Alumni Interview: Hayden Golden

Hayden Golden

Tell us about yourself.: 

I graduated in 2008 and I currently work as an Organizer for the American Federation of Teachers-Michigan representing unionized adjuncts and graduate students. I help them in collective bargaining, developing leaders on campus, and building a regional coalition of faith leaders, community organizations, and political allies. Before that, I worked on a legislative campaign in Rhode Island and the Yes on 1 same-sex marriage campaign in Maine.

I graduated in 2008 and I currently work as an Organizer for the American Federation of Teachers-Michigan representing unionized adjuncts and graduate students. I help them in collective bargaining, developing leaders on campus, and building a regional coalition of faith leaders, community organizations, and political allies. Before that, I worked on a legislative campaign in Rhode Island and the Yes on 1 same-sex marriage campaign in Maine.

What are some of your most memorable moments at UMF?:

In my time at UMF, there were two events that stand out as the most profound in my education. In 2010-11, the faculty put together an amazing series on indigenous art and literature featuring William Yellow Robe, Jr. and Georgina Lightning. Interacting with these amazing people was a great lesson in how literature, film, and performance can be instruments of social justice that push for a new kind of discourse around Native communities, their often tragic histories, and their sovereignty. That same year UMF hosted Bill Ayers and Lincoln Auditorium was packed! He’s this radical scholar and people tend to have strong feelings about him because of his involvement with the Weather Underground, but he spoke about how classrooms and the academy create power structures that actually inhibit democracy. I think that the year culminated in a major shift in my writing and thought: I moved away from reflective and distant writing and the stereotype of the scholar secluded in the ivory tower thinking great thoughts toward intensely political and engaged writing.

What makes studying English at UMF unique?:

Having worked with higher ed institutions across Michigan for about a year now, I’ve noticed that they tend to host one or two big speakers a year. I guess that’s cool if you want to see Noam Chomsky or Slavoj Zizek, but at UMF there are scholars coming throughout the year. It means that students get to practice learning outside the classroom more than students at bigger schools. It’s not to say that big name schools don’t have scholarly activities going on, just that perhaps they’re more easily overlooked in an academic environment where too much is happening for students to keep track of it all.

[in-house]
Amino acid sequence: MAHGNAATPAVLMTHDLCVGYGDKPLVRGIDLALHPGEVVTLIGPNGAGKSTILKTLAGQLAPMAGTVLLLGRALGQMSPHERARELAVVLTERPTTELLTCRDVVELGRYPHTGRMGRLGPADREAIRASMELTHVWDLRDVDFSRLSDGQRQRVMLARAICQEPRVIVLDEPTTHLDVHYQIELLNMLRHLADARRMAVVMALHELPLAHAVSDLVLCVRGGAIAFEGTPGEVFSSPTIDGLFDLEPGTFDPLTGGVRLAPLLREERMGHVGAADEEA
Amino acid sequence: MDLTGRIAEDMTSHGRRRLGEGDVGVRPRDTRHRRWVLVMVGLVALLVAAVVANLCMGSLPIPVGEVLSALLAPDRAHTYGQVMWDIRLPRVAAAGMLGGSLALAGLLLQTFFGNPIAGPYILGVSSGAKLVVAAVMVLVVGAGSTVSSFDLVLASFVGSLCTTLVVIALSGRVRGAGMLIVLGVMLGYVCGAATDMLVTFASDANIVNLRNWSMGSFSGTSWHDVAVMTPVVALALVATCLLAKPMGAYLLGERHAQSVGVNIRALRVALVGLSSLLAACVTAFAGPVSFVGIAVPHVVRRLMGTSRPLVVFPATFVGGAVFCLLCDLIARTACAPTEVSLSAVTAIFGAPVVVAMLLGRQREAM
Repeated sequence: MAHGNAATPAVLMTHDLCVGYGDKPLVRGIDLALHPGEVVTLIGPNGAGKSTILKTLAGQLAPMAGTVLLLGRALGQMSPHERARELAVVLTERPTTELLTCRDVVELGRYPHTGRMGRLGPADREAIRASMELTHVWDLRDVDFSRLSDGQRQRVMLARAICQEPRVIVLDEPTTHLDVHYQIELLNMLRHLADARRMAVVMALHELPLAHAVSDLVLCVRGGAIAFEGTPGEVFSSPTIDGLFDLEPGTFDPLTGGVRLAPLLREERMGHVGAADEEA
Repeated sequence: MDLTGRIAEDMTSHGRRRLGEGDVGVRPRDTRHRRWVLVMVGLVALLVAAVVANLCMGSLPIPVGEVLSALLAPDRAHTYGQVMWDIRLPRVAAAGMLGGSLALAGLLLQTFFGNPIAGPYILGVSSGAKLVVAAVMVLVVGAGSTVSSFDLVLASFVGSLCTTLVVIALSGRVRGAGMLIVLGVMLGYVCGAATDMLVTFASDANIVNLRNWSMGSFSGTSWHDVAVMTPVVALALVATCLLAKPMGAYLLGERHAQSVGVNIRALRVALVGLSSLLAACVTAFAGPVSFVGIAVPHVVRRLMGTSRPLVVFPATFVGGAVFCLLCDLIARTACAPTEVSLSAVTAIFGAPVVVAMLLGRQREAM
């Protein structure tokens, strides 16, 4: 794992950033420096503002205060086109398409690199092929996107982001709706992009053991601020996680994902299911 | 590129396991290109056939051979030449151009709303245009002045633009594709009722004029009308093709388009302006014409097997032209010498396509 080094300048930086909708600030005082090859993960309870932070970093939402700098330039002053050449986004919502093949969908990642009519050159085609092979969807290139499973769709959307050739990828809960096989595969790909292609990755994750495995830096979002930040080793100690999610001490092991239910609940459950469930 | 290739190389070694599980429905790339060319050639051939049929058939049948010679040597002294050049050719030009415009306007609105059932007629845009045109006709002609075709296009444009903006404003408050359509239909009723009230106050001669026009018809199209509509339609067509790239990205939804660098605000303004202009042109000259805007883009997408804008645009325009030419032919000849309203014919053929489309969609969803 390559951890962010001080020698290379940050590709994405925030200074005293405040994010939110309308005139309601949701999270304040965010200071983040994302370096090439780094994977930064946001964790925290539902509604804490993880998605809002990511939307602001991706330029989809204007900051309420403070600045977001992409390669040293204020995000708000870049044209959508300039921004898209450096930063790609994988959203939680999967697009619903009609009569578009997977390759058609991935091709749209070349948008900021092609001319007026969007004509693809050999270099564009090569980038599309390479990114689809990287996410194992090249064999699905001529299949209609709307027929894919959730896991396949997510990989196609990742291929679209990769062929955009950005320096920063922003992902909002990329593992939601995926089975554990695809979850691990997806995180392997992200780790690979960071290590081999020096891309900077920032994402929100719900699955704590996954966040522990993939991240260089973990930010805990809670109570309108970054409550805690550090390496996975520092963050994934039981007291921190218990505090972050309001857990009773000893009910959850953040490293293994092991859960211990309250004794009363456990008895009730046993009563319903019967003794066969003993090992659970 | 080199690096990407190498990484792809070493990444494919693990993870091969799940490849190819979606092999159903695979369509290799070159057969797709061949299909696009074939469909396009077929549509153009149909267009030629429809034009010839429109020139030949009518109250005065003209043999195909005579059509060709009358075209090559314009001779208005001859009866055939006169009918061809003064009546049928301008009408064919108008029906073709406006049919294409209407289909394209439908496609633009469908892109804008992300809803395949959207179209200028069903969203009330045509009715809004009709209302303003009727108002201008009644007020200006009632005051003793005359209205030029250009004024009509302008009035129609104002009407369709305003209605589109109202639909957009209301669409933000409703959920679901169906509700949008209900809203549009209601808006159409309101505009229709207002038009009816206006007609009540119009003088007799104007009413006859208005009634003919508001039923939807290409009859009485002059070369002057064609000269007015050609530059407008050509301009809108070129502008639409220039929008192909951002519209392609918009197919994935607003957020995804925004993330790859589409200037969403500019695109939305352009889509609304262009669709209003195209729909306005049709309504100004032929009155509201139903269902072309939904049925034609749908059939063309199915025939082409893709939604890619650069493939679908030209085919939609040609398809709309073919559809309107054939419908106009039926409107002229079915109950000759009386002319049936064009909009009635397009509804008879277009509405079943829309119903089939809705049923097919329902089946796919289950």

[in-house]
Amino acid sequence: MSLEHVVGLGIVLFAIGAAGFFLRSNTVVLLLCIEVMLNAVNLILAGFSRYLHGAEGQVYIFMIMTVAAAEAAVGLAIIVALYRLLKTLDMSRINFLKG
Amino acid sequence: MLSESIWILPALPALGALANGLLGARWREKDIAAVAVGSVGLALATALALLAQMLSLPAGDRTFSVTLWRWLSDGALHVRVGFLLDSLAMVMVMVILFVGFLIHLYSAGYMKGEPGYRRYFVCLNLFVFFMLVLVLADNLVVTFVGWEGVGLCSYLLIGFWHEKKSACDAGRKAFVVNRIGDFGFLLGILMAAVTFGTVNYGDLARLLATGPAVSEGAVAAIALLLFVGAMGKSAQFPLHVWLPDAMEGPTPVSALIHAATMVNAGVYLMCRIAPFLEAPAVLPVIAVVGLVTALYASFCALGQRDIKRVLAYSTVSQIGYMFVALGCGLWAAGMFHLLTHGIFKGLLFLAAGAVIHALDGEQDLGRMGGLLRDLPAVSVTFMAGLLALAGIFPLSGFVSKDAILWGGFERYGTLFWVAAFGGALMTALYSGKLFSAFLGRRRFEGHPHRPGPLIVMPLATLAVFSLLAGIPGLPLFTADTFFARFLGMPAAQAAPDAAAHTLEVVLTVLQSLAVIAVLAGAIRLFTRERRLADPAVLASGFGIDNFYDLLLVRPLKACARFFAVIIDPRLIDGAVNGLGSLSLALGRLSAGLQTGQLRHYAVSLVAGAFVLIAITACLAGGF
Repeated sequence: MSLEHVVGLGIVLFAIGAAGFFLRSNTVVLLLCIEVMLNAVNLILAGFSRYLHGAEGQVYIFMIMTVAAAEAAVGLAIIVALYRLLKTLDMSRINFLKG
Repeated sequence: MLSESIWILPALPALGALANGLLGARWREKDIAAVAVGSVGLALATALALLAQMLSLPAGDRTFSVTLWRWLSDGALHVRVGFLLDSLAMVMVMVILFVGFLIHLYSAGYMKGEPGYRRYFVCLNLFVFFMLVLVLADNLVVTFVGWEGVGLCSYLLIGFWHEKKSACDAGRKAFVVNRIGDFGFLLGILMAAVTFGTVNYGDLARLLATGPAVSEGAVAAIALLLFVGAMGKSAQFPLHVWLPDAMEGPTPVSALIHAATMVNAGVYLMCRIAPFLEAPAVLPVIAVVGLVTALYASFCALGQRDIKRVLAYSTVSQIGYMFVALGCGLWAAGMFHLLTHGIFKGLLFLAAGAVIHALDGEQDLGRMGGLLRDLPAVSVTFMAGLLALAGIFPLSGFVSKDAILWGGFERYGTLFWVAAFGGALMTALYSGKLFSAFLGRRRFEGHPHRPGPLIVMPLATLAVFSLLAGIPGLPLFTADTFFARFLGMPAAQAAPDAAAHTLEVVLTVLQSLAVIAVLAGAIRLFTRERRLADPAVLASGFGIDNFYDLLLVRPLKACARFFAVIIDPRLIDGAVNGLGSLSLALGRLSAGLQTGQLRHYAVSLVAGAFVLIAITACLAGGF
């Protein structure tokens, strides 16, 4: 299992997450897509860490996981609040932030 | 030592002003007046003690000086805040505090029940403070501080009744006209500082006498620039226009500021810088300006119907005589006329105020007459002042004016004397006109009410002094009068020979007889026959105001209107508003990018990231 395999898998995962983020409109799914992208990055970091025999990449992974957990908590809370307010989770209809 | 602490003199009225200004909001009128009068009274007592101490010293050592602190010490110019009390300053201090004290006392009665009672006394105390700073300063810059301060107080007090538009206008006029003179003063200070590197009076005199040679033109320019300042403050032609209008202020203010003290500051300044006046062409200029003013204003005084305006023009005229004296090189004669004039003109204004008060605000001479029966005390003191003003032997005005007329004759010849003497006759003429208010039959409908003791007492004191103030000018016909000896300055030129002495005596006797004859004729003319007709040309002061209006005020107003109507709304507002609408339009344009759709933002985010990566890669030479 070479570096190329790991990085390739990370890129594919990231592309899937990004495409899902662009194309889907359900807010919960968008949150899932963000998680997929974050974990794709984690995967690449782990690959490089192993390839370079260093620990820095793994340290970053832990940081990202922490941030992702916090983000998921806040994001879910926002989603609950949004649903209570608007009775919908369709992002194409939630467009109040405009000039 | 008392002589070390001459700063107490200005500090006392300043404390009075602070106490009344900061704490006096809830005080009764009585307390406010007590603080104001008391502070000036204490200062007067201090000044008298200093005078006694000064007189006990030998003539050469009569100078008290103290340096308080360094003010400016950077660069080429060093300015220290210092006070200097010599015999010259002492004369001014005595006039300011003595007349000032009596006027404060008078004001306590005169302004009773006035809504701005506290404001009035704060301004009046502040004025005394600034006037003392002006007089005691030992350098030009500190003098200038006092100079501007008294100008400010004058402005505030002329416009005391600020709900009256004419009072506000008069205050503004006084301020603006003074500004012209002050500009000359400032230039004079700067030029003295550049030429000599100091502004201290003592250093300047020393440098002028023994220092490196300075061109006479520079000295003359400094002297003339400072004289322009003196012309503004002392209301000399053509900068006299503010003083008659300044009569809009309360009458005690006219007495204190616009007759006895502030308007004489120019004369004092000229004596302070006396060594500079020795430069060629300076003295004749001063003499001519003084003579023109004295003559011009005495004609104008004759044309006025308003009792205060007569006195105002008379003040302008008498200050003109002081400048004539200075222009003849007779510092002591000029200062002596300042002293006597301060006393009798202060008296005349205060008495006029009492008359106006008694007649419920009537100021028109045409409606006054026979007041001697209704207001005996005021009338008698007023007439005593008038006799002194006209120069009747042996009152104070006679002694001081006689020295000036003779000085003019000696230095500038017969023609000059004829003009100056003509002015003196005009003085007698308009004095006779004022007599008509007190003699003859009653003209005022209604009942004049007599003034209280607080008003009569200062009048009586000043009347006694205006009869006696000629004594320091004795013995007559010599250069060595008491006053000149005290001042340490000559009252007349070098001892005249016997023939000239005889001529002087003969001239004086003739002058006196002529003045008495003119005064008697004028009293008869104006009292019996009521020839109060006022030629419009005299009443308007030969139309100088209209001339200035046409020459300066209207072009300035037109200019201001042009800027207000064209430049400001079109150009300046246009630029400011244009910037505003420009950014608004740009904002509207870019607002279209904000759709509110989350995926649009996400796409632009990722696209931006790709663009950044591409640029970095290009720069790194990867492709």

I’d also say that studying English at UMF is innately collaborative. The faculty push students to read outside the field and consult scholars in other disciplines. Sure, we can read about having a room of one’s own, but our ability to truly understand it and incorporate it into today’s discourse comes from reading Annette Kolodny or Jack Halberstam. Once we get past our core classes, we’ve got the fundamentals of writing down and we know how to pick a single line of poetry or even a few words and extract pages of meaning, but then the faculty pull you out of that microcosm and force you to confront all kinds of new knowledge, even if messes with your thesis. You learn at once how to learn from the smallest of details and glean as much knowledge as possible from myriad sources.

How did your time at UMF help you beyond the classroom?:

It’s influenced my current work as an Organizer fighting for a future where faculty and grad students aren’t paid according to their discipline, but according to their labor. Whenever some administrator at the bargaining table asks why we need to raise wages for grad students in the social sciences and humanities, I do take that personally because they’ve placed (an arbitrarily) higher value in STEM fields. More importantly, I’ve got loads of data showing why majoring in English is vital and why our stereotype about beatnik-quoting baristas is actually a myth.

What advice do you have for current or prospective students?:

Study something that makes you uncomfortable and don’t believe that grad school is the only option. And if you are sure that grad school is the answer, think about American Studies.

What type of students should consider majoring in English at UMF?:

I don’t know that I can pigeonhole a “type” of person for the English major, but I’d encourage everyone who’s studying English to double major. I know from experience that you can do it in four years (if that’s what you’re worried about), but more importantly, it’s a chance to give yourself breadth and depth; you’ll encounter all kinds of new materials, but you’ll also find fascinating points of intersection.

What do you see yourself doing in the future (10- 20 years)?:

Well, I’ve been working on my Master’s in Social Work for a couple of years now, so I’d really like to have that finished up. And in 10 or 20 years, I’d still like to be engaged in social justice work, but I’d like 20 hours a week to be considered full time. In the technology-laden world we live in where productivity has increased consistently since the mid-1960s, doesn’t 40 hours seem like an insane standard? I’d spend a lot more time reading if 20 hours was full time and maybe get around to reading Middlemarch or one of 50 other “classics” BuzzFeed keeps telling me I’ve missed.

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